- Have as few relapses as possible and have long-term international scientific evidence for it. We live decades after varicose vein operations. Thus, two years of evidence about recurrence is not significative. People with varicose veins are known to have a tendency to relapse. There is also evidence that the elimination of veins creates new veins. CHIVA has 10 years of follow-up in clinical trials compared with the technique of removing the saphenous vein with less recurrence and fewer nerve injuries.
- If possible, preserve the saphenous vein for future use in myocardial revascularization grafts (coronary occlusion and infarction)or limb salvage bridges (if arterial occlusion occurs in the legs).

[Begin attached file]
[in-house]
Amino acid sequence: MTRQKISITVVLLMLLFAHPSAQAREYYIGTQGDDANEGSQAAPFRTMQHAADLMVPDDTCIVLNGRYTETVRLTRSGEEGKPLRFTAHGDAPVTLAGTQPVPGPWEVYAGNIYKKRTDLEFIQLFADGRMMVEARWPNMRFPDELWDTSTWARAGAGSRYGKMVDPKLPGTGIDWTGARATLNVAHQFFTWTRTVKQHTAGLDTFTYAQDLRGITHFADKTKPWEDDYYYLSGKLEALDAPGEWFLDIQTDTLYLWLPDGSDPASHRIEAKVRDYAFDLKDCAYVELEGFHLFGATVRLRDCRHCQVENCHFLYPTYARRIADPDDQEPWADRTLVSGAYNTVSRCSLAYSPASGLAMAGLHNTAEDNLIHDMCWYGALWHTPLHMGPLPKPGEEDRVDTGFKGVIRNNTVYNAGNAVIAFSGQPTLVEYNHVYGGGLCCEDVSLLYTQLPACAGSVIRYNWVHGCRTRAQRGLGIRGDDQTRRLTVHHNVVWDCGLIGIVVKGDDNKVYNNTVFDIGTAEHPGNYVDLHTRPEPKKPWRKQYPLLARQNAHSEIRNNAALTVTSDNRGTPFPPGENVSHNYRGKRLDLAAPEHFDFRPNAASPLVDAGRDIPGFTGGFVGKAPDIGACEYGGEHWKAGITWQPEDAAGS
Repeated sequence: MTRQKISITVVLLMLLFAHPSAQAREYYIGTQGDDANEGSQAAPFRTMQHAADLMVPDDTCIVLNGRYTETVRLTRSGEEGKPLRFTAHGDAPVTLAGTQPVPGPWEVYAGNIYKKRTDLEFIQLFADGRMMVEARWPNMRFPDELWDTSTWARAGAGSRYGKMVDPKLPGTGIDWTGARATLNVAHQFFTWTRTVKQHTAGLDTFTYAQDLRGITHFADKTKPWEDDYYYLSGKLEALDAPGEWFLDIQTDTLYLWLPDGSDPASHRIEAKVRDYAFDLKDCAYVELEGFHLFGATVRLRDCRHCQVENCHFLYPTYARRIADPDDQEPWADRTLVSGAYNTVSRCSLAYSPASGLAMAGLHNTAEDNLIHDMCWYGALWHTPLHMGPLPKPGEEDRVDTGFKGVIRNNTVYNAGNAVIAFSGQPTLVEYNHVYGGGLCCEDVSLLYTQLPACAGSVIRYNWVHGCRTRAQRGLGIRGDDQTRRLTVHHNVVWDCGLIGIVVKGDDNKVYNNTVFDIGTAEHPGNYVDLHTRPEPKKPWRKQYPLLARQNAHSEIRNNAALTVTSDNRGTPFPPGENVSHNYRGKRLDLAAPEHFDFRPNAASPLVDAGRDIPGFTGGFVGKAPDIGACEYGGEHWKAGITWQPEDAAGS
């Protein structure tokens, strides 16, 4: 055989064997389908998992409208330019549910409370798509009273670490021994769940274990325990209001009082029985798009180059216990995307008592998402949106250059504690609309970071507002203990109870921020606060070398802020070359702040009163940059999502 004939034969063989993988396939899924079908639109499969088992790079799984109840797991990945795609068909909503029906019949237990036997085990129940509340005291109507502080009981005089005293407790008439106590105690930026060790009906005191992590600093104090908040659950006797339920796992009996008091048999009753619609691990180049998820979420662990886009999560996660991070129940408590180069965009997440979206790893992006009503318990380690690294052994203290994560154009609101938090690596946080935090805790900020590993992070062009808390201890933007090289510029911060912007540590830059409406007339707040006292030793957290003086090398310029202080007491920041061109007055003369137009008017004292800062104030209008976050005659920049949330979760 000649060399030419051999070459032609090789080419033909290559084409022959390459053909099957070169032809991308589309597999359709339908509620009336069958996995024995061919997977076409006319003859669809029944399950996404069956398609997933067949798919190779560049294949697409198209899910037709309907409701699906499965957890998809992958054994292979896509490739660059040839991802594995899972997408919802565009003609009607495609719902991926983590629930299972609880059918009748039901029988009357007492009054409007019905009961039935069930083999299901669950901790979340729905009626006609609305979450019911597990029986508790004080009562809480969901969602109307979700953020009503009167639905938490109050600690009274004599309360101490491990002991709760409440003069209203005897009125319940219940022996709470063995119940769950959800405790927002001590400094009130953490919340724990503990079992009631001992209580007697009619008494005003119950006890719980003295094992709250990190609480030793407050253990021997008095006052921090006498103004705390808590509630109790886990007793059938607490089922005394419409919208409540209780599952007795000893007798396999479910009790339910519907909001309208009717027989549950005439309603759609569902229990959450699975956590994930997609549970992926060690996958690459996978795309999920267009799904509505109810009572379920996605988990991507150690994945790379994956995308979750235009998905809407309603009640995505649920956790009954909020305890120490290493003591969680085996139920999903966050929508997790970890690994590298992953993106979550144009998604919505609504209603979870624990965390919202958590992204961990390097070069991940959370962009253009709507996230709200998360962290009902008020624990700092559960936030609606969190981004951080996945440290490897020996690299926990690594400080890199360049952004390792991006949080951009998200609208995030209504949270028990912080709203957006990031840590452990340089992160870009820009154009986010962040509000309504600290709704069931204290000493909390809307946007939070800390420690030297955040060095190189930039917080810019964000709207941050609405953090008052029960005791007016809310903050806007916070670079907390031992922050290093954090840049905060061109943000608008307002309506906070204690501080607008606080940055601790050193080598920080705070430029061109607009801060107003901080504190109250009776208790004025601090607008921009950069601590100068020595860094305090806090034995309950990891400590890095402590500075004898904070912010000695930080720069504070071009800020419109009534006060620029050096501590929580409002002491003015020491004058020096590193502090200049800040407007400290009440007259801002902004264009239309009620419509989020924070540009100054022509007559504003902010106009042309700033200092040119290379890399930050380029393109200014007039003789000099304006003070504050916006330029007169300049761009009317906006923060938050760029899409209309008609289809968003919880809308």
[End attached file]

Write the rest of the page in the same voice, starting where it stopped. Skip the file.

- Maintains natural leg circulation if relapses, thrombosis or trauma occur in the future. These factors create a need for greater drainage.
- Procedure that can adapt the treatments to the types and anatomical sites of chronic venous insufficiency.
- Preserve the saphenous vein drainage function to decrease collateral recurrences and not stimulate the appearance of vessels.
- Limit the progression of varicose veins in case of a new deep leaking point. (These new leak points are common and there is no way to avoid them until now.)
- The smaller the procedure and the lower the risk, the better. Local anesthesia is important to maintain the overall risk of low complications and decrease the risk of nerve damage in the procedure.
In our opinion, CHIVA is the procedure that best represents short and long term needs.
Presentation in English in Monteviedeo.